Whitehall, Blankley's article is pretty good in general, but Gobitis doesn't help make his point, which is that political correctness shouldn't be allowed to trump common sense. The Barnette case, decided in 1943 and which reversed Gobitis, seems to be the politically expedient decision, whereas the dissenting position taken by Frankfurter, which would have upheld Gobitis, would have been highly unpopular. That is apparent for a number of reasons -- first, Jackson takes the trouble to describe the straight-arm, nazi-like salute prescribed by the West Virginia law at issue; second, the Court's decision reversed Gobitis a mere 3 years after it was decided, with Black and Douglas switching their own positions, ostensibly because Gobitis was decided on free exercise of religion grounds whereas Barnette was decided on free speech grounds (Jackson doesn't have much patience for this meaningless distinction -- the free speech grounds are broader than the free exercise grounds); and finally, Frankfurter includes in his dissent a personal note to the effect that he, as a Jew, understood the sort of persecution associated with compulsory demonstrations such as that at issue, and that he would personally prefer the majority's position but was compelled by his interpretation of the Constitution to dissent. Even though Barnette is indeed the correct position on the issue, you might speculate that it wouldn't have been heard by the Court if the West Virginia law had popular support around the country. After Pearl Harbor, the government delivered the Why We Fight message, and its implication was that laws such as West Virginia's flag salute law had no place in a free society fighting against nations characterized by similar compulsory demonstrations of loyalty.
9.15.2005 12:08pm
Catfish (mail):
This loose use of the term of "political correctness" is troubling. Why is it "politically correct" to oppose the internment of people based on their race? Why is it "politically correct" to be against forcing the children of Jehovah's Witnesses to recite the pledge? In the 1990s usuage, it seemed to have more to do with using the "sensitive" terms for minority goups. Does "politically correct" now mean a devotion to civil liberties? A devotion to liberal or libertarian causes? If so "politically correct" has become exclusively a term of abuse with no real meaning. Thoughtful and rigorous people should avoid using it.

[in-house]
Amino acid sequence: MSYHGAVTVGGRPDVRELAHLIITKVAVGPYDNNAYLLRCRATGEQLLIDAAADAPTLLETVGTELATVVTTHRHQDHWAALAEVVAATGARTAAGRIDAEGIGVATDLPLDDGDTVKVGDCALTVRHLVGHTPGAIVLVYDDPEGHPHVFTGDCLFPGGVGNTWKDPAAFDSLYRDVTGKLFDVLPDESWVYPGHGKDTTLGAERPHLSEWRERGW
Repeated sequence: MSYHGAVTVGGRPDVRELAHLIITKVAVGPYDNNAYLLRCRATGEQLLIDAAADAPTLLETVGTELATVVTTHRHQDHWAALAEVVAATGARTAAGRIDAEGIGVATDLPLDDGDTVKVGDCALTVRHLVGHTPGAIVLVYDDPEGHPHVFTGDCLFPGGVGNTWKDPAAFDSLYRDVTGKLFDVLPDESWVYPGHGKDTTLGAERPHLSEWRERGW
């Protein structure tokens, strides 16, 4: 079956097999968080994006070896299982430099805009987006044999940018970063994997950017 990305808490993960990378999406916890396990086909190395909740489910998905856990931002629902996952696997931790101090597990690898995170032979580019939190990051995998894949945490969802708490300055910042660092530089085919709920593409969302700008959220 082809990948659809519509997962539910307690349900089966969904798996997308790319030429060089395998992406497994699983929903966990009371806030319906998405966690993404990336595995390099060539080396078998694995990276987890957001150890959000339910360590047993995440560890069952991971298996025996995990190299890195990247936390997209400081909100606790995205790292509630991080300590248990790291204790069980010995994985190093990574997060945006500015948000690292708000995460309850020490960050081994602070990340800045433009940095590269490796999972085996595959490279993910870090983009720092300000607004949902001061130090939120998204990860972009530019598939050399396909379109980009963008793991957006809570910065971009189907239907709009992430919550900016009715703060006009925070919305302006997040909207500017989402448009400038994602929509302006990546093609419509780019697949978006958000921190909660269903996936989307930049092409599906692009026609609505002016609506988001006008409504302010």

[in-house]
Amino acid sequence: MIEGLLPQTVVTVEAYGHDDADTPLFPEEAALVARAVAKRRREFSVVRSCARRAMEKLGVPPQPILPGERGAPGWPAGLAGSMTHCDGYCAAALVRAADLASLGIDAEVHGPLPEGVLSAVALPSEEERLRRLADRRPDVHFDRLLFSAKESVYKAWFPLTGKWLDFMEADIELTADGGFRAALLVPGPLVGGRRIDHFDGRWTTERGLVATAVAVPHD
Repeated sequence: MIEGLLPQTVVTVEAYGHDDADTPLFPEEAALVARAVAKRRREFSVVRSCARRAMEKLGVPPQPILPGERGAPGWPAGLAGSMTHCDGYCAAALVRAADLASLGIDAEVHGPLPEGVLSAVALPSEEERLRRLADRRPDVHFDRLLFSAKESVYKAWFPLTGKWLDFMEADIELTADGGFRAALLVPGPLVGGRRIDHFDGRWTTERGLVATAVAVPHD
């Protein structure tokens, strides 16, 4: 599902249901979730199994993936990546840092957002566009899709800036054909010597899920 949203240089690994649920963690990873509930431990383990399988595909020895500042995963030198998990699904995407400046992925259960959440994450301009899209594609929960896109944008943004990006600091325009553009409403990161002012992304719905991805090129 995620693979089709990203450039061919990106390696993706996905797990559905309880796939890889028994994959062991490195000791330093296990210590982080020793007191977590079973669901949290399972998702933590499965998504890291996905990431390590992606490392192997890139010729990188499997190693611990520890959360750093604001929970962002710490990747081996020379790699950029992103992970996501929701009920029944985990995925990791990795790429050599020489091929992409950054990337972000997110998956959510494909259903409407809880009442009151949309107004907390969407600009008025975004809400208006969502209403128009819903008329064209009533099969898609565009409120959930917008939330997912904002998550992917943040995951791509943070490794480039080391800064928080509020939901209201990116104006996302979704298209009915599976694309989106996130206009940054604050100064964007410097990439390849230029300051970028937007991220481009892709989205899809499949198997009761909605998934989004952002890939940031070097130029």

9.15.2005 1:57pm
Sorry to be loose, Catfish, but this is just that kind of place. Substitute "in keeping with prevailing public sentiment" for "politically correct." That's not quite the same thing, and it's probably more accurate. Prevailing public sentiment in 1943 was with the Court in striking down the W. Va. compulsory pledge recitation law, not with those seeking to uphold the law. If Blankley is suggesting that wartime patriotism is synonymous with support for compromises on basic freedoms, then he's mistaken. In WWII, the government drew a sharp contrast between us and our enemies: we were a free society, they were oppressive, a coerced pledge of allegiance was more them than us, and people by and large recognized that.

The social and political features of the Jehovah's Witness cases are easily distinguishable from those involved in the internment cases, which of course arose from far greater deprivations of liberty than a coerced recitation of the pledge. Internment was something that the government did to "them" -- that is, persons whose loyalty was legitimately (so it was then perceived) questioned because of their connection to an enemy nation. The Jehovah's Witnesses who refused to recite the pledge weren't seen as a security threat.
9.15.2005 2:41pm
W.J.Hopwood (mail):
Writes Catfish:

"This loose use of the term of "political correctness" is troubling. Why is it "politically correct" to oppose the internment of people based on their race?"

It wouldn't be if that is what happened. What is "politically correct" is to contend that they were "interned based on their race" when they were actually "interned" because there was an abundance of intelligence showing pro-Japan activity among them, two-thirds of the adults among them were Japanese nationals, and the adults who were U.S.citizens also held dual citizenship status as citizens of Japan, thousands having been educated in Japan many returning to the reservists in the Japanese armed forces.
9.15.2005 5:06pm
Brian Westley (mail) (www):
I haven't seen anyone who advocates some sort of racial/religious profiling of Arabs/Muslims due to the 9/11 attacks also advocate profiling of people similar to those responsible for the previous "worst terrorist attack in US history", namely the Oklahoma City bombing.
9.18.2005 7:26pm